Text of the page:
Council rules impede citizen input
EDITOR'S NOTE: This letter was written prior to Tuesday's meeting, in which proposed changes to Council rules of order were modified. For details of that meeting, click here
To the editor:
I am appalled at the proposed ordinance establishing rules of order and procedure concerning public comments and getting on the agenda of the City Council meetings.
The ordinance sets a deadline for agenda items at 5 p.m. the Friday 10 days preceding each City Council meeting. However, a copy of the agenda will not be made available to the public until the Wednesday prior to the Council meeting which is less than 10 days from the required filing date.
The ordinance adopted last January requiring citizens to take certain steps before addressing the Council is preposterous. Citizens must first meet with their representative, then go to the proper committee, and if their issue is still not resolved, the mayor shall have complete discretion regarding whether there shall be a public comment period during any meeting and if permitted to make a comment, the mayor decides if the speaker will be allowed to speak the maximum 5 minutes allocated per person without a vote from the Council members present for an extension of time granted. Furthermore, even after following the procedures outlined, citizens are not guaranteed that they will be permitted to be placed on the agenda because the mayor shall have "sole discretion" in determining whether a citizen "will" be placed on the agenda for public comment. In addition, a person wishing to address the Council during any Council meeting must request "in writting" to the mayor to be placed on the agenda. This poses a barrier to those citizens who are illiterate or have a low literacy level.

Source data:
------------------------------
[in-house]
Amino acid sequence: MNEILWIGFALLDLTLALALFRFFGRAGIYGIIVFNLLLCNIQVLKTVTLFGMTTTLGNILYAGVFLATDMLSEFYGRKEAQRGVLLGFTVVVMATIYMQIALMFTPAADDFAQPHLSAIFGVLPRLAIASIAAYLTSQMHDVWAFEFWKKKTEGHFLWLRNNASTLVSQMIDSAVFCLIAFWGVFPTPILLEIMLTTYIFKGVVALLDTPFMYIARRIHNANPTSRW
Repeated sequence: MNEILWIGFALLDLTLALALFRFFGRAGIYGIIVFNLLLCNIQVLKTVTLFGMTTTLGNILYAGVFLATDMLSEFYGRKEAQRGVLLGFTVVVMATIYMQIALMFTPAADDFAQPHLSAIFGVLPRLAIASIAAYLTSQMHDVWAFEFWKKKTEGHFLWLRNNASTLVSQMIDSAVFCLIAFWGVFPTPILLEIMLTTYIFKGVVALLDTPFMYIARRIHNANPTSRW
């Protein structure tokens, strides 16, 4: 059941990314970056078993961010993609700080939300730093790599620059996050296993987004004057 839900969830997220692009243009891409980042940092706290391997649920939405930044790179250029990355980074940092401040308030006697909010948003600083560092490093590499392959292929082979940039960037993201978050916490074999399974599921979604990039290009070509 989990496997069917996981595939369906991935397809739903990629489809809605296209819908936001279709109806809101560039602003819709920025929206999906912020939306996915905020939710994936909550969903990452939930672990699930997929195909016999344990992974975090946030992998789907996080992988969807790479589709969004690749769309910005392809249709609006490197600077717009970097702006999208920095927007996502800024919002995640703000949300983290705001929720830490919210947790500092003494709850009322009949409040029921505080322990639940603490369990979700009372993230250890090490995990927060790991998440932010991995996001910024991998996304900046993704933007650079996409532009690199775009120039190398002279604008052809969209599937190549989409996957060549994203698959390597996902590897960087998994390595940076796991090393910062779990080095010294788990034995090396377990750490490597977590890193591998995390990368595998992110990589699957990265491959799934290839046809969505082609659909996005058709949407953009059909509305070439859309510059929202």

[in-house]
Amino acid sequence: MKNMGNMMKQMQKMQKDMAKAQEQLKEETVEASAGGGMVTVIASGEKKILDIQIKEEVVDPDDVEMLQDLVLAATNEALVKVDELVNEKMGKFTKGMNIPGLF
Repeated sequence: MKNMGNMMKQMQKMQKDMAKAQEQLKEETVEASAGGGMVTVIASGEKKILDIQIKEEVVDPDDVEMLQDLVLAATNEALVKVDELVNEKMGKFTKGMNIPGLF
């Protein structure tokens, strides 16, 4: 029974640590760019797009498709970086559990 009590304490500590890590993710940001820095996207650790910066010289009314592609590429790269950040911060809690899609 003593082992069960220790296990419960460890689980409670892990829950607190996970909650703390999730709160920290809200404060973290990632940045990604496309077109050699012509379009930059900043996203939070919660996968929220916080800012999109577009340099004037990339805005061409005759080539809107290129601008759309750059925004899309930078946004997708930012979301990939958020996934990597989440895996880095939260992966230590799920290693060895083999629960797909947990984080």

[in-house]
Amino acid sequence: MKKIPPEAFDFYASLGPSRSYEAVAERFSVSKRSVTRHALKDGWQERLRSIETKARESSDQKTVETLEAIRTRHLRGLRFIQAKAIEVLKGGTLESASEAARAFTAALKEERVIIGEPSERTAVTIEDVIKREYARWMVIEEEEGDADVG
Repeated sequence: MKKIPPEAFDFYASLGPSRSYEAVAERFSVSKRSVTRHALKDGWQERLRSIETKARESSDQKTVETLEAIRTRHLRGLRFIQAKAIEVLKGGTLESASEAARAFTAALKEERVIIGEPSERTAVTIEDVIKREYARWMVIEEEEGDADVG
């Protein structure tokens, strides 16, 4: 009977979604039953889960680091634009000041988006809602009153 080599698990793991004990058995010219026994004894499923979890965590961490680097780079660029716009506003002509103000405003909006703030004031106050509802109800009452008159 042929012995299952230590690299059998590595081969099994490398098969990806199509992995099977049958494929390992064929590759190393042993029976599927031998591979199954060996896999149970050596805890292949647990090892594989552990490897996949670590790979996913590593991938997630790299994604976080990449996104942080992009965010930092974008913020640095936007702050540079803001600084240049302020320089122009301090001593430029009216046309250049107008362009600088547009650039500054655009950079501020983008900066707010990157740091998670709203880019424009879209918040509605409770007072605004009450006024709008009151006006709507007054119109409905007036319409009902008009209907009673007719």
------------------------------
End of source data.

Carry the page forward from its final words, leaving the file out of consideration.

The ordinance for public comment does not give a time frame for the Council member nor the committee in addressing issues presented to them by the public, which means that a citizen's concerns may be "put off" indefinitely. This measure leaves no room for situations requiring immediate attention, and in some instances, could actually result in the Council passing adverse legislation before the citizens are permitted to voice their concerns. To give the mayor the "sole power" to determine whether the public is permitted to speak appears to be a form of autocratic government.
Many cities hold town hall meetings where the citizens have an opportunity to voice their concerns without their having to "jump through hoops" before they can speak. During their campaign for election, this same Council was willing to talk to the people and hear what they had to say, but now that they are in office, efforts to discourage the people (who the Council represents) are being made by silencing or inhibiting their chances to publicly voice their opinions in matters that relate to them.
Surely the public has questions about how the city incurred a $3.1 million tax debt among other issues that the Council has not given a satisfactory answer or accountability as to how an error of this proportion occurred. Yet, the Council is proposing a millennium tax to be imposed on the public to satisfy this debt. How can a debt of this proportion have been an oversight or so badly misappropriated when these taxes have been around for almost 100 years and is not new to the administration. No one seems interested in finding out how this error occurred or to give account for this debt. The Council's answer is to pass the responsibility for paying this debt on to the public who is already overburdened by taxes and ever-increasing fees.